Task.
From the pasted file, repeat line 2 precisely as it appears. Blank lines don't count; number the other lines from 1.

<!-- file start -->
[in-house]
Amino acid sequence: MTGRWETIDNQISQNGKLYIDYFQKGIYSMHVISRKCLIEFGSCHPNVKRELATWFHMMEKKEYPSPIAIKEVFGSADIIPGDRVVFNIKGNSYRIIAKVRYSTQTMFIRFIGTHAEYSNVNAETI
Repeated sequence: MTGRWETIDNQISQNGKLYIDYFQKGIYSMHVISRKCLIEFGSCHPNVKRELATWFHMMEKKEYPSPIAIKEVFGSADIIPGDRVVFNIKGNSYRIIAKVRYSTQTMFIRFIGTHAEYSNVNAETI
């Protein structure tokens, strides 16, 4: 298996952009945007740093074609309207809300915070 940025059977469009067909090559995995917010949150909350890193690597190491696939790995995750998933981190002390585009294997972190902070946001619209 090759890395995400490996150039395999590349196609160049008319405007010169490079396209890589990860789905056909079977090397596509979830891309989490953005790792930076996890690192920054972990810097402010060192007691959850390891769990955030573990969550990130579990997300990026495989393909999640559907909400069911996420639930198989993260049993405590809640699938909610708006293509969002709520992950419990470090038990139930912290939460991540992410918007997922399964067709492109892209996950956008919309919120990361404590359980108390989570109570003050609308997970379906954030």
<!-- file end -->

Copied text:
Amino acid sequence: MTGRWETIDNQISQNGKLYIDYFQKGIYSMHVISRKCLIEFGSCHPNVKRELATWFHMMEKKEYPSPIAIKEVFGSADIIPGDRVVFNIKGNSYRIIAKVRYSTQTMFIRFIGTHAEYSNVNAETI